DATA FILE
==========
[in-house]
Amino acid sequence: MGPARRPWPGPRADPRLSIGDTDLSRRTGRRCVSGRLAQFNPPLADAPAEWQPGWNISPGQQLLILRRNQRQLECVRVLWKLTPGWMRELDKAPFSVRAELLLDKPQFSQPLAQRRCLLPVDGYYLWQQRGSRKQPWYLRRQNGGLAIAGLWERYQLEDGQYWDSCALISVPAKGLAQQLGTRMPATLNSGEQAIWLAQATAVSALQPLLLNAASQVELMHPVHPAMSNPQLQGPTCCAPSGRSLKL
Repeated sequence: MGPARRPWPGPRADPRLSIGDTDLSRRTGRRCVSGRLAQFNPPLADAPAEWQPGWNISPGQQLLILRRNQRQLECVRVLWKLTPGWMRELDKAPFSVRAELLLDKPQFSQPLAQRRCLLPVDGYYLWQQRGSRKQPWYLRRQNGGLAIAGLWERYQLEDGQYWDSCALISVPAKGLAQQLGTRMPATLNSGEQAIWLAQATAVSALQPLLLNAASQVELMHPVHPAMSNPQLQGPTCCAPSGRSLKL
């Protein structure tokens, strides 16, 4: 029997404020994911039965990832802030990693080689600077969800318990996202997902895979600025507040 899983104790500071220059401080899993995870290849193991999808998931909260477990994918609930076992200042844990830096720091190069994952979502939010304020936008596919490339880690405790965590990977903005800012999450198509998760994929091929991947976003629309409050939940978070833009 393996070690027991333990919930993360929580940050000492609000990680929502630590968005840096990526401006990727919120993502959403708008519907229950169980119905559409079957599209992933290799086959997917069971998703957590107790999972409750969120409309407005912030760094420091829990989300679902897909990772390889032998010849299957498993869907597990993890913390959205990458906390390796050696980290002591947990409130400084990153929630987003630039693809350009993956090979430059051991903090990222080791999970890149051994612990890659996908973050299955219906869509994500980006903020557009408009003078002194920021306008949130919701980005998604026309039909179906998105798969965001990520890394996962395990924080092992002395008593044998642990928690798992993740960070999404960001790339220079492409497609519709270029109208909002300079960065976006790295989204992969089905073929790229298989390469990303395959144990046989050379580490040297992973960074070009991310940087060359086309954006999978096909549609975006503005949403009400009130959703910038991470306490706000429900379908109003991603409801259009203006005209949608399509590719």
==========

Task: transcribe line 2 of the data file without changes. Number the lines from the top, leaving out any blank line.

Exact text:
Amino acid sequence: MGPARRPWPGPRADPRLSIGDTDLSRRTGRRCVSGRLAQFNPPLADAPAEWQPGWNISPGQQLLILRRNQRQLECVRVLWKLTPGWMRELDKAPFSVRAELLLDKPQFSQPLAQRRCLLPVDGYYLWQQRGSRKQPWYLRRQNGGLAIAGLWERYQLEDGQYWDSCALISVPAKGLAQQLGTRMPATLNSGEQAIWLAQATAVSALQPLLLNAASQVELMHPVHPAMSNPQLQGPTCCAPSGRSLKL